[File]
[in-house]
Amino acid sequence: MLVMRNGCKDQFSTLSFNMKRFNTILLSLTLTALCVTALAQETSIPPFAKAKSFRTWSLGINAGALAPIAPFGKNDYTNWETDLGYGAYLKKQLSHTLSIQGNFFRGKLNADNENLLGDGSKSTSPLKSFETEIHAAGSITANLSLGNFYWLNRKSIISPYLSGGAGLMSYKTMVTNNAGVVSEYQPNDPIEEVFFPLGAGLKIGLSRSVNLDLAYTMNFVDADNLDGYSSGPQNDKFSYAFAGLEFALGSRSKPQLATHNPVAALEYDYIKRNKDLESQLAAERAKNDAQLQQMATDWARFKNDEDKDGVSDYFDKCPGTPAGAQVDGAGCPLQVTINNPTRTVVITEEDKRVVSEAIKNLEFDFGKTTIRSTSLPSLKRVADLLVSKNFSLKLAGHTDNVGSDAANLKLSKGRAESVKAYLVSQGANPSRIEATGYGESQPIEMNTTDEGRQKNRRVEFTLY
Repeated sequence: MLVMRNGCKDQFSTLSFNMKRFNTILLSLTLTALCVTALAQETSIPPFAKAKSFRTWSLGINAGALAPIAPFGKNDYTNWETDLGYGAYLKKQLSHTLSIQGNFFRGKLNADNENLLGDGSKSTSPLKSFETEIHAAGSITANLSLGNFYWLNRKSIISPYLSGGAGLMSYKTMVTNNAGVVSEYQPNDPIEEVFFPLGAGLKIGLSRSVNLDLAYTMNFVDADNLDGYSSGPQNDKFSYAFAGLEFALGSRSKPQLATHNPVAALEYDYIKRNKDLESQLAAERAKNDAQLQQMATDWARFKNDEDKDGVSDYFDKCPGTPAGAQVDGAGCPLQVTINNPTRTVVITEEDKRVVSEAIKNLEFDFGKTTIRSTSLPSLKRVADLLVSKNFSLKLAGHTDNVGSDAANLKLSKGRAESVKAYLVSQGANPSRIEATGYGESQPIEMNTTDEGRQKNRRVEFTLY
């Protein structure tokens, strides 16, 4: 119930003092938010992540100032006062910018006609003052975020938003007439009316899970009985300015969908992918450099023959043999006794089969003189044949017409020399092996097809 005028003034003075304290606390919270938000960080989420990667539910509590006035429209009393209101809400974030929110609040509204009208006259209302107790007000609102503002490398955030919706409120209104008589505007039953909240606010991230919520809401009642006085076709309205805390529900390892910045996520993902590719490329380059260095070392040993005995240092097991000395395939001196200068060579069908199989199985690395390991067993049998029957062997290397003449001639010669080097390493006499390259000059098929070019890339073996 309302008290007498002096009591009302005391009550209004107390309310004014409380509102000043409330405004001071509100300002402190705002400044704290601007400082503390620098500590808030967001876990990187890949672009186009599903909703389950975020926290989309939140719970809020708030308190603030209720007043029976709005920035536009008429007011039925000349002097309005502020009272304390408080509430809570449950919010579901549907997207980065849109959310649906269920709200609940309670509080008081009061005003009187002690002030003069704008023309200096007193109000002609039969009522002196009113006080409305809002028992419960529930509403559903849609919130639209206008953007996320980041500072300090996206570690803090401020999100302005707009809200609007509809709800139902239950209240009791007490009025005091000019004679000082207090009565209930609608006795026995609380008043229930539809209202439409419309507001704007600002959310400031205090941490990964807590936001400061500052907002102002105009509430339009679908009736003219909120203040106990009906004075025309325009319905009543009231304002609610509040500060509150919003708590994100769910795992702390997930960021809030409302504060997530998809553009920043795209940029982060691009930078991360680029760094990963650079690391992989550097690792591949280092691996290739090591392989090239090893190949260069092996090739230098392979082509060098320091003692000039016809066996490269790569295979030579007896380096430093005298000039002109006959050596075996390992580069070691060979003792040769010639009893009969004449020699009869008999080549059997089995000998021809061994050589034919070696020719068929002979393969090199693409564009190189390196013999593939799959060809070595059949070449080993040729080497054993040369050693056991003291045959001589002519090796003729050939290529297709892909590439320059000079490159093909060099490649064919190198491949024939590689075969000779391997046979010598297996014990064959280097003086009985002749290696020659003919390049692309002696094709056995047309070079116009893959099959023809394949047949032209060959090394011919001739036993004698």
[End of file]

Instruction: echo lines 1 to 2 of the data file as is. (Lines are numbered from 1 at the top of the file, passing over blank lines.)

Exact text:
[in-house]
Amino acid sequence: MLVMRNGCKDQFSTLSFNMKRFNTILLSLTLTALCVTALAQETSIPPFAKAKSFRTWSLGINAGALAPIAPFGKNDYTNWETDLGYGAYLKKQLSHTLSIQGNFFRGKLNADNENLLGDGSKSTSPLKSFETEIHAAGSITANLSLGNFYWLNRKSIISPYLSGGAGLMSYKTMVTNNAGVVSEYQPNDPIEEVFFPLGAGLKIGLSRSVNLDLAYTMNFVDADNLDGYSSGPQNDKFSYAFAGLEFALGSRSKPQLATHNPVAALEYDYIKRNKDLESQLAAERAKNDAQLQQMATDWARFKNDEDKDGVSDYFDKCPGTPAGAQVDGAGCPLQVTINNPTRTVVITEEDKRVVSEAIKNLEFDFGKTTIRSTSLPSLKRVADLLVSKNFSLKLAGHTDNVGSDAANLKLSKGRAESVKAYLVSQGANPSRIEATGYGESQPIEMNTTDEGRQKNRRVEFTLY